Wave of pro-Palestinian protests closes bridges, major roads across U.S. (2024)

Pro-Palestinian demonstrators blocked roads, highways and bridges across the country on Monday, snarling traffic and sparking arrests from coast to coast in what some activists declared to be a coordinated day of economic blockade to push leaders for a cease-fire in Gaza.

The disruption appeared to span the country over several hours. Protesters in San Francisco parked vehicles on the Golden Gate Bridge, stopping traffic in both directions for four hours Monday morning, while hundreds of demonstrators blocked a highway in nearby Oakland, some by chaining themselves to drums of cement, California Highway Patrol representatives told The Washington Post. Some protesters headed toward a Tesla factory in Fremont, Calif., according to local TV station KRON4. In New York, dozens of protesters stopped traffic on the Brooklyn Bridge and held demonstrations on Wall Street, according to ABC7.

Pro-Palestinian demonstrations were also reported in Philadelphia, Chicago, Miami and San Antonio. Demonstrators’ targets ranged from major highways such as Interstate 5 in Eugene, Ore., to a countryside road leading to an aircraft engine manufacturer in Middletown, Conn.

Tensions over the war in Gaza, now in its seventh month, have roiled American cities, campuses and politics with protests held in support of both Palestinians and Israelis. The growing death toll and the catastrophic humanitarian conditions in Gaza have spurred different pro-Palestinian groups into a forceful protest movement, with demonstrators confronting the country’s top leadership: from President Biden, Vice President Harris to Cabinet secretaries and members of Congress. On Monday, the protesters targeted economic hubs and disrupted traffic.

They blocked roads leading to O’Hare International Airport in Chicago, which warned travelers on social media to consider alternate forms of transportation, as car travel was “substantially delayed this morning due to protest activity.” A similar obstruction on the expressway leading to Seattle-Tacoma International Airport in Washington prompted travelers to take their luggage and cross roads on foot.

The protests that began in the morning in the Bay Area, Chicago, Philadelphia, Miami, San Antonio, Eugene and Middletown had been cleared as of Monday evening, according to authorities and local news. Protesters had been cleared from the expressway to Sea-Tac Airport and the road was reopening, the airport announced about 6 p.m. local time. Police arrested dozens of people in several cities, but no significant violence had been reported as of Monday evening.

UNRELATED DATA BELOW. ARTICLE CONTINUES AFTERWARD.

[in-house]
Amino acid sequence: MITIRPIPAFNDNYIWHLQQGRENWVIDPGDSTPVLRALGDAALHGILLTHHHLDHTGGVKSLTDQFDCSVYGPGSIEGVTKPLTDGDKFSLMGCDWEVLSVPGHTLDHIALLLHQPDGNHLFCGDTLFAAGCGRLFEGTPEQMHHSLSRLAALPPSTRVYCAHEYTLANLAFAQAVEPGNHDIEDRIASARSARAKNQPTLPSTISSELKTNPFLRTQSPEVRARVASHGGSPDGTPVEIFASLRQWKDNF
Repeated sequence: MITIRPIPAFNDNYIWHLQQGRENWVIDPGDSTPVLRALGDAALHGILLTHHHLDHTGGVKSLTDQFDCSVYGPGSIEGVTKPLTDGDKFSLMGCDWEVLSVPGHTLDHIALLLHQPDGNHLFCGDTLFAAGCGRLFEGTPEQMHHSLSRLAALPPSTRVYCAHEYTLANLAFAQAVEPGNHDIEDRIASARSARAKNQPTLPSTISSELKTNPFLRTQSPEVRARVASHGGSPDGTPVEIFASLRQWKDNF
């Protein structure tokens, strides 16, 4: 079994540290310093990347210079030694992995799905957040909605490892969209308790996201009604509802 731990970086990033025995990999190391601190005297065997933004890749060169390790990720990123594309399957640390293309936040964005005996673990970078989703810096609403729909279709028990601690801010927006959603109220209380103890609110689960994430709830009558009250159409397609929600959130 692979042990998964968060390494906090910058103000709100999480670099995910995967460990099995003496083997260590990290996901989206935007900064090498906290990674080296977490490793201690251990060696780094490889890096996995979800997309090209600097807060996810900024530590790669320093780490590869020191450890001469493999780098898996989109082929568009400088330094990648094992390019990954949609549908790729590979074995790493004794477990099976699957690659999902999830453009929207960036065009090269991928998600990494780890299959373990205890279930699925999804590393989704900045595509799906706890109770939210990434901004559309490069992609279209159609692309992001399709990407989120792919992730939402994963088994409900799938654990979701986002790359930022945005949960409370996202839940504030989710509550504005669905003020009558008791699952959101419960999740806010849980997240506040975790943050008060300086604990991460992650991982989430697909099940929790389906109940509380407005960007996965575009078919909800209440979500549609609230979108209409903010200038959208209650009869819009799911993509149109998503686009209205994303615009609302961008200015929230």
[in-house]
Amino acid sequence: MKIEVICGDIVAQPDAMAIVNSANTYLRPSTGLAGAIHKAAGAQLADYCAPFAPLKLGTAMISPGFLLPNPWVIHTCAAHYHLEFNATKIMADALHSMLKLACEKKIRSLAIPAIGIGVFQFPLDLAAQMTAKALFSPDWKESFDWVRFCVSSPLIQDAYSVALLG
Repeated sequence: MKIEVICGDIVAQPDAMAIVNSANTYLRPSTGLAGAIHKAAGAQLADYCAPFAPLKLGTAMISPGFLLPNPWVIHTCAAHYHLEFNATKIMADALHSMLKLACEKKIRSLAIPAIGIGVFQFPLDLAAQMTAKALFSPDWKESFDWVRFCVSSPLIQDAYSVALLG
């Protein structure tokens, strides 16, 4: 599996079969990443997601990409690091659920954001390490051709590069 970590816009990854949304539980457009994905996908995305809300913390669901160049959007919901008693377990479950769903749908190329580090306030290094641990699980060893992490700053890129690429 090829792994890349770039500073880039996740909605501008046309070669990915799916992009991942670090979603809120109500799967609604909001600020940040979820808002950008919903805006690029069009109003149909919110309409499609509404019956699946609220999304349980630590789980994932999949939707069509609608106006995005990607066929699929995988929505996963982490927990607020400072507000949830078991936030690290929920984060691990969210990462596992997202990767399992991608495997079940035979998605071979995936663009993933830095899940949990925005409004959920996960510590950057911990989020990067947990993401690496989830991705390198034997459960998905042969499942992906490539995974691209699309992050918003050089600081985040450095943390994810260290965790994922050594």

Protesters have stalled traffic, closed streets, disrupted daily life and interrupted events in major U.S. cities intermittently since the beginning of the Israel-Gaza war, but few have concurrently or consecutively affected travel in as many parts of the country as on Monday.

The protests, coinciding with Tax Day in the United States, were part of A15 Economic Blockade, a Palestinian international solidarity movement. “In each city, we will identify and blockade major choke points in the economy, focusing on points of production and circulation with the aim of causing the most economic impact,” its website said.


More than 40 cities autonomously participated in Monday’s call for action, Hay Sha Wiya, a Lakota organizer told The Washington Post, describing it as historic. “Today is proof that people are going to fight and keep escalating until there is a permanent cease-fire,” Wiya said.

Among the banners that protesters unfurled across the country’s highways were calls to “stop the world for Gaza” and for the United States to stop sending arms to Israel.

The Israel-Gaza war began shortly after Hamas militants attacked Israel, killed about 1,200 people and took hostages Oct. 7, according to Israeli authorities. At least 33,797 people have been killed and 76,465 injured in Gaza since the war began, according to the Gaza Health Ministry, which does not distinguish between civilians and combatants but says the majority of the dead are women and children.


The United States has given more aid to Israel than any other country since World War II, The Post reported this month, and it may give more if Congress approves. It accounted for 69 percent of Israeli military’s total arms imports between 2019 and 2023, according to the Stockholm International Peace Research Institute.

In a call with Prime Minister Benjamin Netanyahu this month, President Biden pressed the Israeli leader to “address civilian harm, humanitarian suffering, and the safety of aid workers” in besieged Gaza, which has faced months of near-famine conditions and a lack of medical care.

Wave of pro-Palestinian protests closes bridges, major roads across U.S. (2024)


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